EAGAN (FOX 9) - Kaare Vedvik has only been in Minnesota about 72 hours, but the specialist is willing to do whatever it takes to help the Vikings win football games.
Vedvik, originally from Norway, came to the Vikings on Tuesday as part of a trade with the Baltimore Ravens that involved a 2020 draft choice. It's yet another gamble for the front office on a specialist. The last two that were drafted, Blair Walsh and Daniel Carlson, were both released.
The Vikings aren't exactly sure what his role will be just yet, but he's prepared to punt, kick or hold. He loves all of it.
"Whatever I can do to contribute or whatever I can do to help this team win games and go to the Super Bowl, that's what I want to do. I love them both, I have a passion for both," Vedvik said Tuesday.
Vedvik didn't even have his name on the back of his No. 7 jersey yet on his first day of Training Camp practice with the Vikings on Tuesday. He focused that day mainly on punting, and kickoffs. He kicked a few field goals off a tee, and converted from as long as 60 yards.
He was put into his first tangible pressure situation during Thursday's practice at TCO Performance Center. Mike Zimmer put him through two live kicking sessions. In the first, with Chad Beebe holding, Vedvik was good from 33 and 37 yards out before just missing the right upright from 40 yards.
In his second session, with punter Matt Wile holding, Vedvik was 3-for-3 with field goals from 40, 44 and 47 yards out.
"The most important thing is that he gets a lot of reps," Special Teams Coordinator Marwan Maalouf said.
Vedvik's addition was just one piece of an eventful week for the Vikings with their specialists at Training Camp. Kevin McDermott, who had been with the Vikings for four seasons, was released and Austin Cutting won the long snapper job.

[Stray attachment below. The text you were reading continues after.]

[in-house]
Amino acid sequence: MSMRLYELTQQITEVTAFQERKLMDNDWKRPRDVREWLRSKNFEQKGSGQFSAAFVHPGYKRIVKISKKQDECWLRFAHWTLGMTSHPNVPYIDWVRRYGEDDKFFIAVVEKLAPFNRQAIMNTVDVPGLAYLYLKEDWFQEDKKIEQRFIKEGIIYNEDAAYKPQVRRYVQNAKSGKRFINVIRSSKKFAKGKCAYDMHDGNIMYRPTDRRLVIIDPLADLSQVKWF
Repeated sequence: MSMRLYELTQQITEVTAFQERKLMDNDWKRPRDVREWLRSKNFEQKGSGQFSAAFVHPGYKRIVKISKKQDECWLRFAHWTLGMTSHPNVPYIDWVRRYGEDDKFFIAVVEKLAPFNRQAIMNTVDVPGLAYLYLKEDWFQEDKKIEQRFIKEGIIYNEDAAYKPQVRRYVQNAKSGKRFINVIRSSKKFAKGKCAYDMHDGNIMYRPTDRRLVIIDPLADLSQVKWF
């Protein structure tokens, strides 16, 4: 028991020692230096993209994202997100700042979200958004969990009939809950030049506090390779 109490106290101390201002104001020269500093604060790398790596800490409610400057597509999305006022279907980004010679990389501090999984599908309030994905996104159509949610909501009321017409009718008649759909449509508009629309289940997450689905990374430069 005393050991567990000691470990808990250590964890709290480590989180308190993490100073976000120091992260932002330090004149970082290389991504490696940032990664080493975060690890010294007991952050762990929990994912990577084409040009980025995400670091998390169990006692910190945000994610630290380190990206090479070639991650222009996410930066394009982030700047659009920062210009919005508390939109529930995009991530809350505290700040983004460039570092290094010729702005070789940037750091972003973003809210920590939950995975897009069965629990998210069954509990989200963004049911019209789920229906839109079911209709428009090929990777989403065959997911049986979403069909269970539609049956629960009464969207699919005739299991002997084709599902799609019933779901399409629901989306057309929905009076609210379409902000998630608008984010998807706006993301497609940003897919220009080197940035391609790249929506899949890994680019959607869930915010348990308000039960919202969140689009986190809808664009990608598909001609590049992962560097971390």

"He wants to take every single rep, you can definitely see his talent and why he won the job. He definitely won the job and he deserves it," Maalouf said.
Cutting will make his first NFL start, though it's not official with the preseason, Sunday night as the Vikings host the Seattle Seahawks at U.S. Bank Stadium. Will he have nerves? Any rookie should, but Mike Zimmer isn't worried.
"I hope not, he's probably been yelled at a little bit in the military, in the Air Force I'm guessing," Zimmer said. "I don't know if he's flown jets or not, but I'm sure they prepared him for being shot at."
Then there's the addition of Vedvik, who came to the U.S. from Norway as a foreign exchange student when he was 18 years old. He was a kicker in high school with a soccer background, then was asked by the coaching staff to learn punting.
He spent three years on that, and was a kicker his senior year of high school when the kicker in front of him got hurt. His versatility kicking and punting got him to Division I football at Marshall.
He can punt, he can kick, he can do kickoffs and he can hold. But what will he do for the Vikings? The coaching staff is still evaluating that. It's not being ruled out that he could kick and punt, which could cost Wile his roster spot.
That said, there hasn't been a full-time punter/kicker in the NFL since 1981.
"It's a difficult task to ask out of somebody but that being said, he's talented enough to do all three," Maalouf said.
Vedvik isn't worried about the competition among specialists. He's just going to focus on what they ask him to do, and do it the best he can with the right attitude.
"I'm here, I'm just ready to go to work and do what I love," Vedvik said.
He's got the right attitude. Now it's just a matter of it stays that way when a game is on the line.